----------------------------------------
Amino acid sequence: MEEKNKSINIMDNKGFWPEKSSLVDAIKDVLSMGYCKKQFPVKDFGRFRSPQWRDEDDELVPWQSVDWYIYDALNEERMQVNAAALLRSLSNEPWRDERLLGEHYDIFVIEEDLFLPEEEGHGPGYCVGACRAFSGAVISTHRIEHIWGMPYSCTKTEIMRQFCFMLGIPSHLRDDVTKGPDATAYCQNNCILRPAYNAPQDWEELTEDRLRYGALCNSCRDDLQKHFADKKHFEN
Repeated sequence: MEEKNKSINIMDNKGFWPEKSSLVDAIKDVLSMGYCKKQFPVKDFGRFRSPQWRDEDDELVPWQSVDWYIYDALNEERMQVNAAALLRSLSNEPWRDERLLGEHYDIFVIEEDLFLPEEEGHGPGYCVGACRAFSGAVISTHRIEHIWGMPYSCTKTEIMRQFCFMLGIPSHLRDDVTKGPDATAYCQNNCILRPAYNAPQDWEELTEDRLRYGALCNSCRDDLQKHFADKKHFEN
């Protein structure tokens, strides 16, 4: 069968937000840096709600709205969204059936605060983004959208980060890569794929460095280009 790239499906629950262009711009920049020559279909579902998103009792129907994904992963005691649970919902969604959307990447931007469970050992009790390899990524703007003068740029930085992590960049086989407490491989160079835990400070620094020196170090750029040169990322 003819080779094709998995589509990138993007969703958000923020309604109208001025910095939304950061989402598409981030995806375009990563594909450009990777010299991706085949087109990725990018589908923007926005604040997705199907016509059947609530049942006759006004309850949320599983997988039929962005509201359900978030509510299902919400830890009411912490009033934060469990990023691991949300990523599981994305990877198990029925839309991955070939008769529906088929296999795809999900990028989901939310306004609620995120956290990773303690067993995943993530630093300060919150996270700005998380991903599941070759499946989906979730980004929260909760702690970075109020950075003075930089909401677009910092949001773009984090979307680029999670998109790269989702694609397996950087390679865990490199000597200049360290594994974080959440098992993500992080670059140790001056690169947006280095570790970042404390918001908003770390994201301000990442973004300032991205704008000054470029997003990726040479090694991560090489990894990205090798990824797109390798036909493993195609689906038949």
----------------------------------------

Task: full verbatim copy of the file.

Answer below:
Amino acid sequence: MEEKNKSINIMDNKGFWPEKSSLVDAIKDVLSMGYCKKQFPVKDFGRFRSPQWRDEDDELVPWQSVDWYIYDALNEERMQVNAAALLRSLSNEPWRDERLLGEHYDIFVIEEDLFLPEEEGHGPGYCVGACRAFSGAVISTHRIEHIWGMPYSCTKTEIMRQFCFMLGIPSHLRDDVTKGPDATAYCQNNCILRPAYNAPQDWEELTEDRLRYGALCNSCRDDLQKHFADKKHFEN
Repeated sequence: MEEKNKSINIMDNKGFWPEKSSLVDAIKDVLSMGYCKKQFPVKDFGRFRSPQWRDEDDELVPWQSVDWYIYDALNEERMQVNAAALLRSLSNEPWRDERLLGEHYDIFVIEEDLFLPEEEGHGPGYCVGACRAFSGAVISTHRIEHIWGMPYSCTKTEIMRQFCFMLGIPSHLRDDVTKGPDATAYCQNNCILRPAYNAPQDWEELTEDRLRYGALCNSCRDDLQKHFADKKHFEN
């Protein structure tokens, strides 16, 4: 069968937000840096709600709205969204059936605060983004959208980060890569794929460095280009 790239499906629950262009711009920049020559279909579902998103009792129907994904992963005691649970919902969604959307990447931007469970050992009790390899990524703007003068740029930085992590960049086989407490491989160079835990400070620094020196170090750029040169990322 003819080779094709998995589509990138993007969703958000923020309604109208001025910095939304950061989402598409981030995806375009990563594909450009990777010299991706085949087109990725990018589908923007926005604040997705199907016509059947609530049942006759006004309850949320599983997988039929962005509201359900978030509510299902919400830890009411912490009033934060469990990023691991949300990523599981994305990877198990029925839309991955070939008769529906088929296999795809999900990028989901939310306004609620995120956290990773303690067993995943993530630093300060919150996270700005998380991903599941070759499946989906979730980004929260909760702690970075109020950075003075930089909401677009910092949001773009984090979307680029999670998109790269989702694609397996950087390679865990490199000597200049360290594994974080959440098992993500992080670059140790001056690169947006280095570790970042404390918001908003770390994201301000990442973004300032991205704008000054470029997003990726040479090694991560090489990894990205090798990824797109390798036909493993195609689906038949």